Why finance fails the environment in the long term

Publication Date: 

Wednesday, 24 June 2015 - 3:47pm


Claire Jones

Actuaries normally concern themselves with the managing of assets and liabilities, helping to ensure the long term success of organisations and business ventures. But this familiarity with long term thinking means that actuaries are well placed to contribute to other long term questions, such as those relating to the financial system and environmental sustainability.

In 2014, my professional body the Institute and Faculty of Actuaries – a UK not-for-profit organisation that educates, supports and regulates actuaries – set up the ‘Resource and Environment Board’ to help understand the long-term nature of environmental risks and to encourage the actuarial profession to be forward looking in reflecting these risks in its work.

Since then the board has produced an initial literature review of ‘Sustainability and the Financial System’ consisting of a systematic search of 125 top rated journals and 355,000 articles. The review considered papers published in the highest-rated academic journals in the disciplines of economics, finance and the social sciences, as ranked in the 2010 Association of Business Schools Journal Quality Guide, linking broad concepts of Banking, Finance and Monetary Policy with broad concepts of Sustainability, the Green Economy and Ecology.

Dispiritingly, the review found only 40 research papers that addressed how the financial sector related to the broader issue of sustainability. This represents a substantial knowledge gap in a crucial area of long term decision making. Much more high quality research is needed to help fill it.

The review found consistent pessimism about the role traditional economics plays in promoting behaviours that contribute to resource depletion and the inability of the current financial system to reform these behaviours.  Three key themes were identified where further research is needed to understand the implications of sustainability for anyone working with long term financial institutions:

  • The sustainability of the policy of pursuing growth without limit within a finite ecosystem.
  • The potential replacement of GDP as the key metric of economic activity and success since it does not capture the depletion of existing natural or human capital, promoting capital erosion.
  • The limitations of discount rates for making financial and capital allocation decisions due to the potential unintended consequences for sustainability. With the current approach the far future may appear worthless and possess negligible capital value.

Nico Aspinall, incoming chair of the Resource and Environment Board and one of the authors of the review, summarised the board’s findings as follows:

“We found that current research shares the general view that the growth-oriented economic model we currently use results in an increasingly fragile financial system and that the current system does not provide any incentive to fully recognise natural environment and resource constraints. In addition, there is little analysis of the wider impact of the natural environment on the financial system and economy.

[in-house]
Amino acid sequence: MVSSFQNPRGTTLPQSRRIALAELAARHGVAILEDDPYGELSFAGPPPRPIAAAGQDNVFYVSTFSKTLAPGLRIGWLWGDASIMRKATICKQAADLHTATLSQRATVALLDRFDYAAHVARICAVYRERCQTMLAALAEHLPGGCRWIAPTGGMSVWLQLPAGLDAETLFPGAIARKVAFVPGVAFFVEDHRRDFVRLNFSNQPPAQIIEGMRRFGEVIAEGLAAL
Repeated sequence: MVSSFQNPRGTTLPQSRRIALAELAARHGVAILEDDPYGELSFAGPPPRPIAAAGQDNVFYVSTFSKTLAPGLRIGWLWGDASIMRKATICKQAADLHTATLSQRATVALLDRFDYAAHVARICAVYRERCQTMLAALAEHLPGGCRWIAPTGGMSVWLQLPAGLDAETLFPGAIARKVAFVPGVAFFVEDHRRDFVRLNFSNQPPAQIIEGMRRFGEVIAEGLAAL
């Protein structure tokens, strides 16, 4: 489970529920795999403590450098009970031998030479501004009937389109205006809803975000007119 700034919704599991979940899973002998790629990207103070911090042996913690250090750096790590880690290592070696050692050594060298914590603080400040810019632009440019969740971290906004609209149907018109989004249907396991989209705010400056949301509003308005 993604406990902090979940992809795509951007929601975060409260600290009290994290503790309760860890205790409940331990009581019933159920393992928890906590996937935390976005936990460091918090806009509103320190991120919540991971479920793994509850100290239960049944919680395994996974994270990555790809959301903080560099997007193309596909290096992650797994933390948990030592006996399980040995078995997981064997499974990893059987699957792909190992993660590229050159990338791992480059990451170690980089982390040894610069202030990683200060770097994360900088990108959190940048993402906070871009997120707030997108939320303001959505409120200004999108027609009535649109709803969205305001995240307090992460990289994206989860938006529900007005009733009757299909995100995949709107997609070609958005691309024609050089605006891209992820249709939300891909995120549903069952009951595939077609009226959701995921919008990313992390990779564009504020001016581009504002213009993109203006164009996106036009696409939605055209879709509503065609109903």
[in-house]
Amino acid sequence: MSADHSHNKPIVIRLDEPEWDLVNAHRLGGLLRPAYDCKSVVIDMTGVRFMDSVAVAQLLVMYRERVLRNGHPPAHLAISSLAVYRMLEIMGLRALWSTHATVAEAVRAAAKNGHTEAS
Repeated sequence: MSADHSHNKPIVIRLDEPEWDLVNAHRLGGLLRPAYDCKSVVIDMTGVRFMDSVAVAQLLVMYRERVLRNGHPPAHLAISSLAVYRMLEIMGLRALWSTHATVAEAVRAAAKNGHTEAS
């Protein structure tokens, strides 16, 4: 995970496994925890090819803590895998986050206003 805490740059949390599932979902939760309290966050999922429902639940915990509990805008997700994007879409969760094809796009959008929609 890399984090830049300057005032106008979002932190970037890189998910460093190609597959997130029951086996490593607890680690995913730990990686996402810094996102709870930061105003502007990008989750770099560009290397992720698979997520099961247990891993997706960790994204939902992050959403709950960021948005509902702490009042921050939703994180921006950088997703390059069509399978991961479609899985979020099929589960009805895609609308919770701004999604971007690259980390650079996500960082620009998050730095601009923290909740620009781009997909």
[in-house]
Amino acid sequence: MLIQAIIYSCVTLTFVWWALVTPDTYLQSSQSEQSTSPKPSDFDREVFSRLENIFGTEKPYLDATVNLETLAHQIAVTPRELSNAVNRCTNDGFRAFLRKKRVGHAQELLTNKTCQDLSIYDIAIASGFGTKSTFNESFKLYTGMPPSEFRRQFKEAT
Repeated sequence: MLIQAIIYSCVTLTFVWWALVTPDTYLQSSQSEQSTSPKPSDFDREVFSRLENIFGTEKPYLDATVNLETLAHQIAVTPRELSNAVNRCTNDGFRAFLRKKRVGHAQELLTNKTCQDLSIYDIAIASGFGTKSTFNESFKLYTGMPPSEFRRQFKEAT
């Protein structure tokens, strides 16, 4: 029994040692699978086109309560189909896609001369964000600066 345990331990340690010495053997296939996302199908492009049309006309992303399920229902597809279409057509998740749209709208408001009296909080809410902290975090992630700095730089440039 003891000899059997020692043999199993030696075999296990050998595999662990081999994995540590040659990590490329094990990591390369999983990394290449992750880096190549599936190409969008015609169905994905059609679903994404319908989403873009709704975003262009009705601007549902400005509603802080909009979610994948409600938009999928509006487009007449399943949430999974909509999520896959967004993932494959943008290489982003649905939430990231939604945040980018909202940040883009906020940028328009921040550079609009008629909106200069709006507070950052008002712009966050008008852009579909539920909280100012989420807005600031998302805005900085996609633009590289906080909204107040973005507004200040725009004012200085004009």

We found that the solutions offered in the existing research are relatively limited and small-scale in their outlook.  There is a vital need for further research, particularly for actuaries and others who are required to take a longer term outlook, to ensure our financial system is sustainable in the long term.”

At the review’s London launch event in May, leading finance expert Lord Adair Turner spoke in agreement with the review’s findings, and warned of the dangers of lazy financial thinking for economy and the environment.

“If you discount the far future at the sort of rates of return that private sector participants believe they are going to get, or even very low estimates of that, you will do nothing about climate change whatsoever,” said Lord Turner.

“In essence I think we have, in the relationship between finance and the real economy, a set of major problems that even if we didn’t have a problem of sustainability we couldn’t necessarily rely on free financial markets to achieve optimal results.  And when we introduce the exponalities of the environment and climate change we can rely on it even less.   And that’s why I think it’s very valuable that actuaries are thinking carefully about what is the link between sustainability and the financial system and what is their role in that,” he continued.

Professor Richard Werner, lead author of the review, highlighted the research as only the “…necessary and important first stage of a research programme”.  The Resource and Environment Board hopes to continue to push the difficult issues of long term decision making to the forefront of research, and help provide the empirical and statistical support needed to start solving them once and for all. That leading academic journals have failed to address the hard questions of the compatibility of finance with sustainability, let alone the solutions, means actuaries can play an increasingly important role in finding the solutions to sustainable finance.

Claire Jones is a Senior Consultant with Lane Clark & Peacock LLP and volunteers for the Institute and Faculty of Actuaries as a member of its Resource and Environment Board and its Resource and Environment Research Committee.

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